# R,L, and C Elements and the Impedance Concept

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R,L, and C Elements and the Impedance Concept
Chapter 16 R,L, and C Elements and the Impedance Concept

Introduction To analyze ac circuits in the time domain is not very practical It is more practical to: Express voltages and currents as phasors Circuit elements as impedances Represent them using complex numbers

Introduction AC circuits
Handled much like dc circuits using the same relationships and laws

Complex Number Review A complex number has the form:
a + jb, where j = (mathematics uses i to represent imaginary numbers) a is the real part jb is the imaginary part Called rectangular form

Complex Number Review Complex number
May be represented graphically with a being the horizontal component b being the vertical component in the complex plane

Conversion between Rectangular and Polar Forms
If C = a + jb in rectangular form, then C = C, where

Complex Number Review j 0 = 1 j 1 = j j 2 = -1 j 3 = -j
j 4 = 1 (Pattern repeats for higher powers of j) 1/j = -j

Complex Number Review To add complex numbers
Add real parts and imaginary parts separately Subtraction is done similarly

Review of Complex Numbers
To multiply or divide complex numbers Best to convert to polar form first (A)•(B) = (AB)( + ) (A)/(B) = (A/B)( - ) (1/C) = (1/C)-

Review of Complex Numbers
Complex conjugate of a + jb is a - jb If C = a + jb Complex conjugate is usually represented as C*

Voltages and Currents as Complex Numbers
AC voltages and currents can be represented as phasors Phasors have magnitude and angle Viewed as complex numbers

Voltages and Currents as Complex Numbers
A voltage given as 100 sin (314t + 30°) Written as 10030° RMS value is used in phasor form so that power calculations are correct Above voltage would be written as 70.730°

Voltages and Currents as Complex Numbers
We can represent a source by its phasor equivalent from the start Phasor representation contains information we need except for angular velocity

Voltages and Currents as Complex Numbers
By doing this, we have transformed from the time domain to the phasor domain KVL and KCL Apply in both time domain and phasor domain

Summing AC Voltages and Currents
To add or subtract waveforms in time domain is very tedious Convert to phasors and add as complex numbers Once waveforms are added Corresponding time equation of resultant waveform can be determined

Important Notes Until now, we have used peak values when writing voltages and current in phasor form It is more common to write them as RMS values

Important Notes To add or subtract sinusoidal voltages or currents
Convert to phasor form, add or subtract, then convert back to sinusoidal form Quantities expressed as phasors Are in phasor domain or frequency domain

R,L, and C Circuits with Sinusoidal Excitation
R, L, and C circuit elements Have different electrical properties Differences result in different voltage-current relationships When a circuit is connected to a sinusoidal source All currents and voltages will be sinusoidal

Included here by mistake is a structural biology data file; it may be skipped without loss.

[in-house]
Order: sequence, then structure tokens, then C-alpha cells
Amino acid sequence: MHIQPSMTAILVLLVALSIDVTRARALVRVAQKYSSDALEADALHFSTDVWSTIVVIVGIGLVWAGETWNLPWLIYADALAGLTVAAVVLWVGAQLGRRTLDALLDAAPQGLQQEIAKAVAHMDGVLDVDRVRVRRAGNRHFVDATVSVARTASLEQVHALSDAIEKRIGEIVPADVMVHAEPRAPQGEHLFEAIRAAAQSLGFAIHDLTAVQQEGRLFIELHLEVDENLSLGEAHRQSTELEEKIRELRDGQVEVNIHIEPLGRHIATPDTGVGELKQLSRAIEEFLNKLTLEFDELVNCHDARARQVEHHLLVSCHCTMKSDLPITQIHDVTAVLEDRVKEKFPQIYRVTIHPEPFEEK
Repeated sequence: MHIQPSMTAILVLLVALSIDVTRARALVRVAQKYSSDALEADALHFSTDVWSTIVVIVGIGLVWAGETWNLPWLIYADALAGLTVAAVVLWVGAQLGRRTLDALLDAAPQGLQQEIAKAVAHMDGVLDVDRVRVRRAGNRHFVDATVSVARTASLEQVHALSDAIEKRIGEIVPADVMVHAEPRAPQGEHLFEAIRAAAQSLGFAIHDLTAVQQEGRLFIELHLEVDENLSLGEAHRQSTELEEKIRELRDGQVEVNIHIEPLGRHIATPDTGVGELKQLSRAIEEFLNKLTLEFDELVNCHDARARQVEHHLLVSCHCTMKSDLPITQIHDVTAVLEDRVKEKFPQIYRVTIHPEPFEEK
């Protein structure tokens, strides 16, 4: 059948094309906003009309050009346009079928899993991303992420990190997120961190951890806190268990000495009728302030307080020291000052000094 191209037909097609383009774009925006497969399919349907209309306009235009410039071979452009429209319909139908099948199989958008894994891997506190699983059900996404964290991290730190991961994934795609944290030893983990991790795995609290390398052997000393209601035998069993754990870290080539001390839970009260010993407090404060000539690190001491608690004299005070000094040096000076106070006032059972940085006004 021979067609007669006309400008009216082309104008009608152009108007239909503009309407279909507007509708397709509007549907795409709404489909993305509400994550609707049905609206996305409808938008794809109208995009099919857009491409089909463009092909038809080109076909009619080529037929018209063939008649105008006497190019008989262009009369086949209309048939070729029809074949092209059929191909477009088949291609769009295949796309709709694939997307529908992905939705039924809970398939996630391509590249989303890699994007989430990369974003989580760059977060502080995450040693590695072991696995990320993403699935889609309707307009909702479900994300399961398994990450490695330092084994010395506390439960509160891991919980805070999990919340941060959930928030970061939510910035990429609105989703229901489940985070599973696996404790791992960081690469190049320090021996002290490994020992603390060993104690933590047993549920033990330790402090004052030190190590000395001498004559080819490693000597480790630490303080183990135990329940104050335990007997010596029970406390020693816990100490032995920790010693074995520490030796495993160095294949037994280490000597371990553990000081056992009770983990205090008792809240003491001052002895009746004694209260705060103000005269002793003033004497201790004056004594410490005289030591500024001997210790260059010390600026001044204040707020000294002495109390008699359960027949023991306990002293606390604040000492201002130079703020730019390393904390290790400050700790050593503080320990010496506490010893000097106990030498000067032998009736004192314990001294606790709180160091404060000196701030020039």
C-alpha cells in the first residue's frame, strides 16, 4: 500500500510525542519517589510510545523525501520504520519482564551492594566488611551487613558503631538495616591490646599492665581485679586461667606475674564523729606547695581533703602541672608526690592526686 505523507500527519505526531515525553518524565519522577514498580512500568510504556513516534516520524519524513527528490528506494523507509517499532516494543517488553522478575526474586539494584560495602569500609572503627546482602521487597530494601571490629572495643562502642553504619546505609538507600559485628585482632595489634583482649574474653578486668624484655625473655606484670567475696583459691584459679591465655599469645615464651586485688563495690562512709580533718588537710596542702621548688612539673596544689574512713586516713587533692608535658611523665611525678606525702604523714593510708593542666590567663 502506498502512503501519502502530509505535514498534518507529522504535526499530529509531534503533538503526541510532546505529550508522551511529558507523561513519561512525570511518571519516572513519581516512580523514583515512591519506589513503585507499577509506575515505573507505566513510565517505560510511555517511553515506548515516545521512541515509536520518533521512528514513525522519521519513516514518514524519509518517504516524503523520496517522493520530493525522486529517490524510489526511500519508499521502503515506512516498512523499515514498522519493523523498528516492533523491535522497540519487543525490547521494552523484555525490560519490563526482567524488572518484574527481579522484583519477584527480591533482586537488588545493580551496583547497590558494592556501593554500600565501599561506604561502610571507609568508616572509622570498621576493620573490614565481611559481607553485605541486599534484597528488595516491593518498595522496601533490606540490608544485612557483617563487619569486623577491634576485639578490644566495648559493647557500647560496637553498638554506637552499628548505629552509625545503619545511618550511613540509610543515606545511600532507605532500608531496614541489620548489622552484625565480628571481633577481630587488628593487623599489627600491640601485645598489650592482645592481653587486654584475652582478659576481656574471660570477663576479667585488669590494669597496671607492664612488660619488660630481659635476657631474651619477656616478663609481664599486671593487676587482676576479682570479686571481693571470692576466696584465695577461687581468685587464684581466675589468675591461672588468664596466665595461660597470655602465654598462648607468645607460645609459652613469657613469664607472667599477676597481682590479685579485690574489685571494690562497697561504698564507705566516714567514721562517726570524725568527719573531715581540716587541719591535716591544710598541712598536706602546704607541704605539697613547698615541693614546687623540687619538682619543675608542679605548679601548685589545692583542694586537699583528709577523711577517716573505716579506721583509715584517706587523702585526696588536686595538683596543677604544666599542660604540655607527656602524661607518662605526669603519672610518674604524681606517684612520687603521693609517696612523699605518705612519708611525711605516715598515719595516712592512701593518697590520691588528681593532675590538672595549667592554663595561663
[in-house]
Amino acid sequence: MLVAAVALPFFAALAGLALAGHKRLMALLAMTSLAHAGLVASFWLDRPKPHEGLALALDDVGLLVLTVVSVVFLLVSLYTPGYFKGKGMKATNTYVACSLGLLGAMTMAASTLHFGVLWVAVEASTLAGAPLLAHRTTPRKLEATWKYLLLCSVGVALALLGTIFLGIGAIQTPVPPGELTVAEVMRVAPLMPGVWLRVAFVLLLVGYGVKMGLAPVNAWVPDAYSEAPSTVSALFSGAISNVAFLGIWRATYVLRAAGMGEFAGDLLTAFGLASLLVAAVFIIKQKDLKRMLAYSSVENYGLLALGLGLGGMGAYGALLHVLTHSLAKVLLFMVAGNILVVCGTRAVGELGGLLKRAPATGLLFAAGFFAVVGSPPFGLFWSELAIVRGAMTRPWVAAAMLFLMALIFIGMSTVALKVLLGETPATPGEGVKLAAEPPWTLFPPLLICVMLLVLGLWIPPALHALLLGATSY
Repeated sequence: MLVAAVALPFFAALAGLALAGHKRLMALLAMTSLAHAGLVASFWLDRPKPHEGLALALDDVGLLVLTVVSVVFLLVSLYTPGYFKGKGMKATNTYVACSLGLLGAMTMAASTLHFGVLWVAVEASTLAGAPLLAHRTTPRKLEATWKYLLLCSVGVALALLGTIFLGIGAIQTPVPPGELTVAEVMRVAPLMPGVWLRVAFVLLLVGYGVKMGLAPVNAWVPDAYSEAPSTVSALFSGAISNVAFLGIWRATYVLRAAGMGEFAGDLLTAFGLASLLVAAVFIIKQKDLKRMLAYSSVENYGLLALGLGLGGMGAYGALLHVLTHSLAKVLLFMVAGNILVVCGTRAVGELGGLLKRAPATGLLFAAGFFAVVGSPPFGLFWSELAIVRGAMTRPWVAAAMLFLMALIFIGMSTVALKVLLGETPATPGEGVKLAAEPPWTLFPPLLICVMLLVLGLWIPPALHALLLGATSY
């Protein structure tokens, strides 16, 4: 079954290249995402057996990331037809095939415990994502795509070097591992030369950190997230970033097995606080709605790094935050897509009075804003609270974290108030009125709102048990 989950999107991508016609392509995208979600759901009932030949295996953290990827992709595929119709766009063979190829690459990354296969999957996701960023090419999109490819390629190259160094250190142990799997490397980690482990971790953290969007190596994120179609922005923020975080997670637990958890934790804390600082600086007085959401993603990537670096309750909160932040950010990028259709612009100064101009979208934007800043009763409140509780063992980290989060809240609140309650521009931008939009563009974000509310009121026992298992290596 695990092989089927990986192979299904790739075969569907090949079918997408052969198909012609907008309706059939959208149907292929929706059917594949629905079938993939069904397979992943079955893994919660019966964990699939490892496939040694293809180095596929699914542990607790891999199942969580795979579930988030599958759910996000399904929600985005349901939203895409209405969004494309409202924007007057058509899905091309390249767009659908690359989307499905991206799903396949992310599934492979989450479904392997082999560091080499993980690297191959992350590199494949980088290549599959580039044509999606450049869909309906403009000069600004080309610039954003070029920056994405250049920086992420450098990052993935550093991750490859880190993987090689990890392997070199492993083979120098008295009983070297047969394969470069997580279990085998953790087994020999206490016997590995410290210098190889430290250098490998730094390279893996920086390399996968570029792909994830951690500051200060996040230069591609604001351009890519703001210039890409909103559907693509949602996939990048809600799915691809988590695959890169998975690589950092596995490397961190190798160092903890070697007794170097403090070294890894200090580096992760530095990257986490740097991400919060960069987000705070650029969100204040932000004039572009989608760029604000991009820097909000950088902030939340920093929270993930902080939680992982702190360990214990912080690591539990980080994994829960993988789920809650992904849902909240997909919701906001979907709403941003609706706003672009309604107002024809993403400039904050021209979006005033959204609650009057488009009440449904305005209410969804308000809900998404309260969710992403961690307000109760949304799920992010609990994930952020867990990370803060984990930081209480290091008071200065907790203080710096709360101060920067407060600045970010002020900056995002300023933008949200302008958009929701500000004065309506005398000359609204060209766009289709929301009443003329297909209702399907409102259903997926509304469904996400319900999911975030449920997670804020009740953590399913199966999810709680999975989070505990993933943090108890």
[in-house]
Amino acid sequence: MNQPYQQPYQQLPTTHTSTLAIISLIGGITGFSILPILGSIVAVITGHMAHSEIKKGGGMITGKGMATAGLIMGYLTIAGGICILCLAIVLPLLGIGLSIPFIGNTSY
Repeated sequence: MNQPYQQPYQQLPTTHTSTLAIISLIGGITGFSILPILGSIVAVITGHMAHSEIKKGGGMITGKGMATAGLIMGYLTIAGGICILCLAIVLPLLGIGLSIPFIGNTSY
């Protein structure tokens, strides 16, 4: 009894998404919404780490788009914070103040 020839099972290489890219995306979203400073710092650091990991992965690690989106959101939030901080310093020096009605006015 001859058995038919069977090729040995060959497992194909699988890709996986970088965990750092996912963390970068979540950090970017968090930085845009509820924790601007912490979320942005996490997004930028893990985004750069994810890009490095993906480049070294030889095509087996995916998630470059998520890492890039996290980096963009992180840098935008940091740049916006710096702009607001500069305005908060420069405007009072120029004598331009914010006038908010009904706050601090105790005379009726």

R,L, and C Circuits with Sinusoidal Excitation
These sine waves will have the same frequency as the source Only difference is their magnitudes and angles

Resistance and Sinusoidal AC
In a purely resistive circuit Ohm’s Law applies Current is proportional to the voltage

Resistance and Sinusoidal AC
Current variations follow voltage variations Each reaching their peak values at the same time Voltage and current of a resistor are in phase

Inductive Circuit Voltage of an inductor
Proportional to rate of change of current Voltage is greatest when the rate of change (or the slope) of the current is greatest Voltage and current are not in phase

Inductive Circuit Voltage leads the current by 90°across an inductor

Inductive Reactance XL, represents the opposition that inductance presents to current in an ac circuit XL is frequency-dependent XL = V/I and has units of ohms XL = L = 2fL

Capacitive Circuits Current is proportional to rate of change of voltage Current is greatest when rate of change of voltage is greatest So voltage and current are out of phase

Capacitive Circuits For a capacitor Current leads the voltage by 90°

Capacitive Reactance XC, represents opposition that capacitance presents to current in an ac circuit XC is frequency-dependent As frequency increases, XC decreases

Capacitive Reactance XC = V/I and has units of ohms

Impedance The opposition that a circuit element presents to current is impedance, Z Z = V/I, is in units of ohms Z in phasor form is Z  is the phase difference between voltage and current

Resistance For a resistor, the voltage and current are in phase
If the voltage has a phase angle, the current has the same angle The impedance of a resistor is equal to R0°

Inductance For an inductor If voltage has an angle of 0°
Voltage leads current by 90° If voltage has an angle of 0° Current has an angle of -90° The impedance of an inductor XL90°

Capacitance For a capacitor If the voltage has an angle of 0°
Current leads the voltage by 90° If the voltage has an angle of 0° Current has an angle of 90° Impedance of a capacitor XC-90°

Capacitance Mnemonic for remembering phase Inductive circuit (L)
Remember ELI the ICE man Inductive circuit (L) Voltage (E) leads current (I) A capacitive circuit (C) Current (I) leads voltage (E)